In his third novel, The Optimists, the acclaimed British novelist Andrew Miller imagines the shattered life of a man who has witnessed a crime against humanity. Clem Glass, a photojournalist who travels the world hopping from one trouble spot to another, finds himself unable to continue after he visits the scene of a genocidal mass murder in an African church. As he struggles to find a way to live in a world populated by people capable of such atrocities, he is called to the aid of his sister, Clare, a brilliant art historian who has institutionalized herself because of an incapacitating mental condition. Clem takes her to an aunt's ramshackle cottage in rural England, where they begin to help each other engage with the world again. But Clem's recovery is stalled when he learns the whereabouts of the man who led the massacre that haunts him, and he sets off to find a justice that he hopes will restore his faith in human nature. Miller's spare, precise prose, keen insights, and deep feeling for his characters make The Optimists a compelling exploration of some of the central moral questions of our time. We hope that these questions will aid you in reading and discussing it. 1. How does the epigraph at the beginning of Part 2 (p. 75) relate to the larger themes of the novel? What does Sontag mean when she writes "understanding is rooted in the ability to say no"? What are the different ways the characters in the novel "say no"? Do any of them seem to have arrived at this kind of deeper understanding? What does saying no mean for Clem? 2. Both Clem and Clare see for a living, in a sense--Clem through photography and Clare through art history--and yet their conditions have left both of them unable to practice their visual professions. What other motifs of sight and seeing does Miller use in the novel? For example, what is the significance of the eye problems Clem begins to develop? 3. What role does Clem's father play in the novel and in the lives of his children? Before she falls ill, Clare had defended her father's decision to enter the monastery to Clem, who harbors a "continuing exasperation at [his father's]'withdrawal' from the world, a retreat that Clem had always considered extravagant, baffling, perverse even" (31). Why is Clare reluctant to see her father once her condition recurs? Why does she "hate the thought of his being kind to me. Forgiving me"? Do you think his retreat to monastic life is selfish or naïve, or has he simply found a way to be at peace with the world? 4. How does Christianity figure in the novel? Seeing a wooden crucifix in London, Clem feels "an ill-defined affection" but remembers the marble Christ in the church where the massacre occurred, "an object of such utter inutility, dumb, wicked in its deceiving"(27). Does Christianity have an answer for the kinds of horrors Clem has seen? The detective to whom Clem attempts to confess describes him as a "sins-of-the-world type" who believes that "everyone [is] guilty because everyone's the same" (309). Is this in any sense a Christian idea, in that it echoes the idea of original sin? Do we all bear guilt for the crimes that some of us commit, simply because we are all on some level capable of those crimes? 5. In the author's note, Miller writes that "this novel is not about the Rwandan genocide." Why do you think he chose not to make the massacre itself the center of the novel? Do you think it is possible to write a novel about genocide? 6. Compare Silverman's and Clem's chosen methods of coping with the pain of what they have witnessed. Both of them are comforted and sustained by helping others, but what are the differences between the two? Is it significant that Silverman is helping strangers, while Clem is helping his sister? Why is Silverman more ready to move on than Clem? 7. The town of Radstock seems to be dying. Its traditions and economic health are fading, and even the ground beneath it is hollow, as evinced by Clem and Clare's sinking cottage. Laura and Kenneth have been slowly selling off valuable objects and using fewer rooms in their house, their "lives in slow retreat, each year shutting another door whose handle they would not turn again" (150). Why do you think Miller has Clem and Clare take refuge in a place that seems to have no future? How does this setting contrast with the other locales in the novel? 8. What do you think of Ray, Frankie's fiancé? Is he the most optimistic character in the novel? Does his advice to "think of people as better than they are" represent an alternative to Clem's disenchantment with humanity? Ray says that he has had a lot of practice; do you think one must experience the worst of humanity before one can truly become optimistic about it? Is optimism an act of faith? When Clem distributes his own cards with pictures of the Bourgmestre's victims, is he refuting the optimism of Ray's "good news" cards? 9. What do you think of Laurencie's criticism of Clem, that "you go to Africa. You see something, something bad. Then you believe what was in your heart all the time. These blacks are savages. You go there ignorant. You come back ignorant" (260). Do you think there is any truth to this in Clem's case? Is it a valid criticism of Western attitudes toward Africa in general? Does the fact that "half of Europe grew fat on blood and theft" mean that Westerners don't have a right to be outraged at African atrocities? 10.Why does Clem find his encounter with the Bourgmestre so anticlimactic? After their meeting, Clem thinks "it was as though the man he wanted to grapple with no longer even existed" (253). Is justice less important or satisfying when the guilty party has become a different person than he was at the time he committed the crime? 11. Why do Clem and Laurencie sleep together? What do you think attracts them to one another? 12. What are some of the differences between the ways in which painting and photography represent the real world? Clare says of The Raft of the Medusa that "it's not one of your photographs. In Gericault's day the dead were still sacred." Has photography made death and suffering less sacred in our culture? Does seeing photographs of suffering and cruelty make us more sensitive to it, because the reality is brought home to us, or less so, because it becomes commonplace? 13. Look at and discuss a reproduction of the The Raft of the Medusa. Why does Clem write a story about the scene in the painting? Does the way he imagines the "philosopher" figure in the foreground ring true to you? Do you think the philosopher has completely given up hope? 14. Why does Clem attempt to confess to a rape that he didn't commit? At the end of the novel, he reaches "a point where he might be able to work some slight but useful faith in himself, some small, stubborn belief in the others" (311). Is the rekindling of his optimism a result of his experience in the police station? Is it significant that the crime to which he attempts to confess in order to admit his universal human guilt turns out never to have been committed at all, by anyone?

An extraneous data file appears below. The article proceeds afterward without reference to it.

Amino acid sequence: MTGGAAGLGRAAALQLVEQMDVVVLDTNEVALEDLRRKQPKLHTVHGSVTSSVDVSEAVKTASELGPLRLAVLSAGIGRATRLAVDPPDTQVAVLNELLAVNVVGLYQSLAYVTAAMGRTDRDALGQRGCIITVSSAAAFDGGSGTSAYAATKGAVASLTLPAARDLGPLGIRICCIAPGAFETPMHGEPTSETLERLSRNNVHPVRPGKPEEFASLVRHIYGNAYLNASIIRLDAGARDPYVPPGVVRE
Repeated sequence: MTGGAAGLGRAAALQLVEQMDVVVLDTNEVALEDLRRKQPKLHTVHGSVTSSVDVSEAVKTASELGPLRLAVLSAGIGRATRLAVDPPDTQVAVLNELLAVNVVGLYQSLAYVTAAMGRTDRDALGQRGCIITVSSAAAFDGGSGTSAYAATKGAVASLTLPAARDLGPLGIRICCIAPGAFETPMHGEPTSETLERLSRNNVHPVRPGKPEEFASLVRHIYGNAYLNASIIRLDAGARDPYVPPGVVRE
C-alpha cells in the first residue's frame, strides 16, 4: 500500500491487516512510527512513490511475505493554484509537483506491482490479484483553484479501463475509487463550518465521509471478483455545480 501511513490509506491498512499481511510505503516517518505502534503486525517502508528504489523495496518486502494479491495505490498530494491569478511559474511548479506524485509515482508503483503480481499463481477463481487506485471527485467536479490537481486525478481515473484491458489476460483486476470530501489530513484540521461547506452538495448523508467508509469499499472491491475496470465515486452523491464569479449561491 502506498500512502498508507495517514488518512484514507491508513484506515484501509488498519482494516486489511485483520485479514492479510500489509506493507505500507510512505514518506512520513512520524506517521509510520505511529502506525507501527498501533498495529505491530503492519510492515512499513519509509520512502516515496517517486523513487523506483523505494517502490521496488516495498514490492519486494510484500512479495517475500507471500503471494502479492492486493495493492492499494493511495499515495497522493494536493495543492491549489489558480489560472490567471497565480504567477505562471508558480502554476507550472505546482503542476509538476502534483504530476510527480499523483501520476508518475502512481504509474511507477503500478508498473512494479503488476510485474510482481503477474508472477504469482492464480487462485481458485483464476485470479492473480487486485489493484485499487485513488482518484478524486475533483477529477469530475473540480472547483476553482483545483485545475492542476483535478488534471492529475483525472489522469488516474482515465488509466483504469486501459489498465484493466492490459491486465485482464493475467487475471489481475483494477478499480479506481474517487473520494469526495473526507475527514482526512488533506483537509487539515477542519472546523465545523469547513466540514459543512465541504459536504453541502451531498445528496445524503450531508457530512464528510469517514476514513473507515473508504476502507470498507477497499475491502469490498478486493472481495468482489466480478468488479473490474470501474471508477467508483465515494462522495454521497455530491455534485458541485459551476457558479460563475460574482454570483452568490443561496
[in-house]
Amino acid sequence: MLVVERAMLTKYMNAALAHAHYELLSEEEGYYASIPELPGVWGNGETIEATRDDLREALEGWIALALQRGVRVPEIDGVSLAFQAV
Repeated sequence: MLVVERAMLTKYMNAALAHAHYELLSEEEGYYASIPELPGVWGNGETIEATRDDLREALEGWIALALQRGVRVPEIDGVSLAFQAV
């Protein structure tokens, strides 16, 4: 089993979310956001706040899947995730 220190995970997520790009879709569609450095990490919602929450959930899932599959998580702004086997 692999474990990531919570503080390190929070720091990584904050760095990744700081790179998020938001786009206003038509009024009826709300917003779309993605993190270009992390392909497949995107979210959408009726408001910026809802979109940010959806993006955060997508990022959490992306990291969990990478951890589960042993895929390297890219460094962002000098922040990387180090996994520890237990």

Written by Ben White Copyright © 2005 Harcourt, Inc.